It was a hot, sweltering summer day in Las Vegas.  Las Vegas, New Mexico that is.
Running a little low on fuel, our pilot decided to make a quick stop  at the Las Vegas Municipal Airport.  There’s not really much to do but get fuel at KLVS, so the stop was quick and the tanks were full in about 15 minutes.
Our pilot had spent all Spring operating in the Mid-Western United States, mainly in temperatures around 80 degrees.  His trusty Cessna 172P had proven itself capable of carrying him and his cargo anywhere he desired.
Today the temperature was around 90 degrees, and KLVS sits at 6,877 ft above sea level.  Nothing on the approach had indicated any issues, and the wind was favorable for Runway 14 which is over 8000 feet long, which is plenty for a small Cessna.
Our pilot taxied out to the runway and started the takeoff roll.  As the aircraft reached about halfway down the runway, he noticed that his airspeed was still nowhere near takeoff speed.  He made a small note, but elected to continue the takeoff roll anyway, figuring it was just a few seconds until he was airborne.
With about 1000 feet of runway remaining, the 172 leapt into the air and started a slow climb.  Slow in this case was about 25-50 feet-per-minute.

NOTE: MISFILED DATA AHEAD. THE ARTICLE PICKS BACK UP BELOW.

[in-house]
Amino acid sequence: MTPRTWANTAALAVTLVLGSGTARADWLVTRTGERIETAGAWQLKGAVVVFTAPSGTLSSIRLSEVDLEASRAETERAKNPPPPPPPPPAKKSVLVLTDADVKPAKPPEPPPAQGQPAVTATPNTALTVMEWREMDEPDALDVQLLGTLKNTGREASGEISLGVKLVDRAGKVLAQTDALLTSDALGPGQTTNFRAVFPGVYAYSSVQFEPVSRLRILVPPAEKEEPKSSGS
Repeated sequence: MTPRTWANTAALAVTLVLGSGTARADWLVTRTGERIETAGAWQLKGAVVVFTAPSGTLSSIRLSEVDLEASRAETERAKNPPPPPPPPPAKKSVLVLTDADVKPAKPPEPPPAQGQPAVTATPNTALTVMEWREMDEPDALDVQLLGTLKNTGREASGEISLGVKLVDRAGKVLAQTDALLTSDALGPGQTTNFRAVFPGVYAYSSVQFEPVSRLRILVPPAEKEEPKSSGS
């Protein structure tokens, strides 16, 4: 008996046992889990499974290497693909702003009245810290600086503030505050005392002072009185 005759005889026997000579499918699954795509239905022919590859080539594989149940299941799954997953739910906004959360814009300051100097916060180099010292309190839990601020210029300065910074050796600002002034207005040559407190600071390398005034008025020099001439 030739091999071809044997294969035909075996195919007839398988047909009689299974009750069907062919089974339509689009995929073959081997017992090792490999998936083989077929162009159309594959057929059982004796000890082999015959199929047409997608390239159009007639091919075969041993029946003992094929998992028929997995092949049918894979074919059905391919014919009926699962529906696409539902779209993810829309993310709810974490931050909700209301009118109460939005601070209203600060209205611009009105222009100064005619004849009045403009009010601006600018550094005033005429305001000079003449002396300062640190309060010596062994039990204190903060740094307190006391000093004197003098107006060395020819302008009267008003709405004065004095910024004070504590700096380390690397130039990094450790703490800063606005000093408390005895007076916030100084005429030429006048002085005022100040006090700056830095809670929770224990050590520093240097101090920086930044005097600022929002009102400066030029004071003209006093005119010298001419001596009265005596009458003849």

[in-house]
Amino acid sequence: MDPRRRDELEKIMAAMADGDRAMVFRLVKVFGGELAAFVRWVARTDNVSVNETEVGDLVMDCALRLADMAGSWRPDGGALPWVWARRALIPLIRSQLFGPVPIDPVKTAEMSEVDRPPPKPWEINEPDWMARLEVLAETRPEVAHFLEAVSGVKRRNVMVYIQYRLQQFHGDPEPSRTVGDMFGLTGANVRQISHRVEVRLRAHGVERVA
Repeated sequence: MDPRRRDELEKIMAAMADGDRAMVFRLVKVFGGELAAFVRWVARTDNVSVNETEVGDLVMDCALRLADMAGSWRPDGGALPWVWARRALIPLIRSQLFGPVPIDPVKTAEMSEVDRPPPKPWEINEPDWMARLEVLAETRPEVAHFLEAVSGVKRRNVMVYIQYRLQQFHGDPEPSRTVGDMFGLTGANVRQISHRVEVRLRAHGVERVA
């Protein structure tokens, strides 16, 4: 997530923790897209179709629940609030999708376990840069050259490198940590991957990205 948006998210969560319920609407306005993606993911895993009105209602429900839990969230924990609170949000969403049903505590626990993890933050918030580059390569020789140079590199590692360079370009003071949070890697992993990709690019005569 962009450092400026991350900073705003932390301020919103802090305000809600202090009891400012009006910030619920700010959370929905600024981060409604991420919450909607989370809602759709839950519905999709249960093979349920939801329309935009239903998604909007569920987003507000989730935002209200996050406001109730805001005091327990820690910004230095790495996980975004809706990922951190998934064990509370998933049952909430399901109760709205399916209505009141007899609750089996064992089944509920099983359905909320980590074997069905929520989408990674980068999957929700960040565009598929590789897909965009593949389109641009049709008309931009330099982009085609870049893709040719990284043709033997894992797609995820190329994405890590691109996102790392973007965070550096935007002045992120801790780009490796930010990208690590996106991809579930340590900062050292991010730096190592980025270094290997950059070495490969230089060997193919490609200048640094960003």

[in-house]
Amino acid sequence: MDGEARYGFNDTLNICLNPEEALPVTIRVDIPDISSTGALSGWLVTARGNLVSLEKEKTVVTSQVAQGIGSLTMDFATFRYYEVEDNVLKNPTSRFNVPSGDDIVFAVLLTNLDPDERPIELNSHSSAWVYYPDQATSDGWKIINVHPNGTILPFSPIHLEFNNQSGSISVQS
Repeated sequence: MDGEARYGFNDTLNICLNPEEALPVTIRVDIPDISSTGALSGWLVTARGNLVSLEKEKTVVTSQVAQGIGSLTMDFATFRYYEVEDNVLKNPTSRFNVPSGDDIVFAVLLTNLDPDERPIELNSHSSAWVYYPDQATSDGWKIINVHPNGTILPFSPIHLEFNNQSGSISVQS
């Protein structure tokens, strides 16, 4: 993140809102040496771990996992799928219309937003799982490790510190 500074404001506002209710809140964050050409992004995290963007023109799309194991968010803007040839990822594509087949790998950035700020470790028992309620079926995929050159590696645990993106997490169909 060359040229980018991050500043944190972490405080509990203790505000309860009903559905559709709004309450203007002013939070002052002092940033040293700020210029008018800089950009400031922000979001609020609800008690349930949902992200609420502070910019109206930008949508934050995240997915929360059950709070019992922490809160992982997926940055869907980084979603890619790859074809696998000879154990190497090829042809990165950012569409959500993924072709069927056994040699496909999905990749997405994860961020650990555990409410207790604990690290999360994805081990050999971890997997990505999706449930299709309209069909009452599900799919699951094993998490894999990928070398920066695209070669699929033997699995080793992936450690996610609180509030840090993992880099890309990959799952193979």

And then they came into view.  In the gently up-sloping pasture ahead was a herd of hundreds of cattle, grazing the country side.

“Oh, my god, I’m going to hit a cow…”

It was right about then our pilot remembered a small piece at the end of the ASOS which stated the density altitude was 10,500 feet.  Combined with the aircraft being at near gross weight, the pilot started to put it all together.
He leaned out the mixture a little bit, got a little more power and just skipped over the cows, missing them by about 20 feet.  He circled in the valley until he could climb over the mountains and on his way west.
Would you have caught the density altitude recording on the ASOS?
What was the first warning sign and what could have been done?
Could it happen again to the same person?
Do you have a direct experience with high density altitude?

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